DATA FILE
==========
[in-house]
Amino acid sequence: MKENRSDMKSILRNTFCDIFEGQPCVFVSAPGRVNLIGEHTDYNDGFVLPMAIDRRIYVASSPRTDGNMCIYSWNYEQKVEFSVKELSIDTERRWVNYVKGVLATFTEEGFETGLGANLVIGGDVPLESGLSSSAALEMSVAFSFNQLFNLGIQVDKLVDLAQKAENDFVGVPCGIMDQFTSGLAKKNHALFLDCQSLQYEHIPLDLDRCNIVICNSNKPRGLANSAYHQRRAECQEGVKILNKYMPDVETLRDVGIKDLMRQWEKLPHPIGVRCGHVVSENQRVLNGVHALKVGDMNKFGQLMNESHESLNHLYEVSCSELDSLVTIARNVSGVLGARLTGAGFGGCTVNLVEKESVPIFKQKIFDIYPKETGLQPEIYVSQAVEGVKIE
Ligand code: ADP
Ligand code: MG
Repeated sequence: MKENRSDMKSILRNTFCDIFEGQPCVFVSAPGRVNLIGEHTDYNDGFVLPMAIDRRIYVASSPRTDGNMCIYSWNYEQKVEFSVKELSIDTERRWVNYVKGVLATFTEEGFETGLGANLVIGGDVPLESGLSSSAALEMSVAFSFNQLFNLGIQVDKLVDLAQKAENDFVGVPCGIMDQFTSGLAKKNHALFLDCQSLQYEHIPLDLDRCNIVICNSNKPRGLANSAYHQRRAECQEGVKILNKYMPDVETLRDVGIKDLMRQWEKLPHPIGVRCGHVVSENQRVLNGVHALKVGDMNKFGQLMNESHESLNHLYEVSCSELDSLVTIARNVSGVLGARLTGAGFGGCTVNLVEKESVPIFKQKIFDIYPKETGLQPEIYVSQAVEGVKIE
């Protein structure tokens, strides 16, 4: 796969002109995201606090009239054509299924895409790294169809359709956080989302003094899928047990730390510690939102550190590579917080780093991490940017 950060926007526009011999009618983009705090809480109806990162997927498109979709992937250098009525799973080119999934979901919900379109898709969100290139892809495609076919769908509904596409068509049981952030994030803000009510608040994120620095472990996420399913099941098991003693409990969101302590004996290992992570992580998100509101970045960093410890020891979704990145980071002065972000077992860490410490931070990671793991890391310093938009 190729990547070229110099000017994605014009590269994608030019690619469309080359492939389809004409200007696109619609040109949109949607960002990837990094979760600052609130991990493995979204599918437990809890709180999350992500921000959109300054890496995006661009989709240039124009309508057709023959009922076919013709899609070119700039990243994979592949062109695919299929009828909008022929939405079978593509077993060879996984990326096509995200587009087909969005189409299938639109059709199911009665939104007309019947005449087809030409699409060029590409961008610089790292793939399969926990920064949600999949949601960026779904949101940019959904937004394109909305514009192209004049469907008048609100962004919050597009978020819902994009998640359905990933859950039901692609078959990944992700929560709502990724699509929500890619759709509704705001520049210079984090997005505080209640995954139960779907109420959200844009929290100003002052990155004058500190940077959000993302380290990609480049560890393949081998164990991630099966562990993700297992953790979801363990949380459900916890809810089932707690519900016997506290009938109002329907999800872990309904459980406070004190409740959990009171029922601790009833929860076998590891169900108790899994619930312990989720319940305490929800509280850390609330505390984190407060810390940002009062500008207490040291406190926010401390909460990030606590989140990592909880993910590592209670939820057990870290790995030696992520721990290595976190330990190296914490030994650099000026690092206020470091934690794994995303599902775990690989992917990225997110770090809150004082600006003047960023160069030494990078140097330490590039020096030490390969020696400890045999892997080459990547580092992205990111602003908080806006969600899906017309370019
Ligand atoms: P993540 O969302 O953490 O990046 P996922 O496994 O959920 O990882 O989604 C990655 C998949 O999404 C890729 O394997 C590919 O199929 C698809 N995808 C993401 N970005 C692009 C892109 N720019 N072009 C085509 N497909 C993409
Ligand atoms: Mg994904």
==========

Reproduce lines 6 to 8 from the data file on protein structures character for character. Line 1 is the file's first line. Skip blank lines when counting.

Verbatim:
């Protein structure tokens, strides 16, 4: 796969002109995201606090009239054509299924895409790294169809359709956080989302003094899928047990730390510690939102550190590579917080780093991490940017 950060926007526009011999009618983009705090809480109806990162997927498109979709992937250098009525799973080119999934979901919900379109898709969100290139892809495609076919769908509904596409068509049981952030994030803000009510608040994120620095472990996420399913099941098991003693409990969101302590004996290992992570992580998100509101970045960093410890020891979704990145980071002065972000077992860490410490931070990671793991890391310093938009 190729990547070229110099000017994605014009590269994608030019690619469309080359492939389809004409200007696109619609040109949109949607960002990837990094979760600052609130991990493995979204599918437990809890709180999350992500921000959109300054890496995006661009989709240039124009309508057709023959009922076919013709899609070119700039990243994979592949062109695919299929009828909008022929939405079978593509077993060879996984990326096509995200587009087909969005189409299938639109059709199911009665939104007309019947005449087809030409699409060029590409961008610089790292793939399969926990920064949600999949949601960026779904949101940019959904937004394109909305514009192209004049469907008048609100962004919050597009978020819902994009998640359905990933859950039901692609078959990944992700929560709502990724699509929500890619759709509704705001520049210079984090997005505080209640995954139960779907109420959200844009929290100003002052990155004058500190940077959000993302380290990609480049560890393949081998164990991630099966562990993700297992953790979801363990949380459900916890809810089932707690519900016997506290009938109002329907999800872990309904459980406070004190409740959990009171029922601790009833929860076998590891169900108790899994619930312990989720319940305490929800509280850390609330505390984190407060810390940002009062500008207490040291406190926010401390909460990030606590989140990592909880993910590592209670939820057990870290790995030696992520721990290595976190330990190296914490030994650099000026690092206020470091934690794994995303599902775990690989992917990225997110770090809150004082600006003047960023160069030494990078140097330490590039020096030490390969020696400890045999892997080459990547580092992205990111602003908080806006969600899906017309370019
Ligand atoms: P993540 O969302 O953490 O990046 P996922 O496994 O959920 O990882 O989604 C990655 C998949 O999404 C890729 O394997 C590919 O199929 C698809 N995808 C993401 N970005 C692009 C892109 N720019 N072009 C085509 N497909 C993409
Ligand atoms: Mg994904």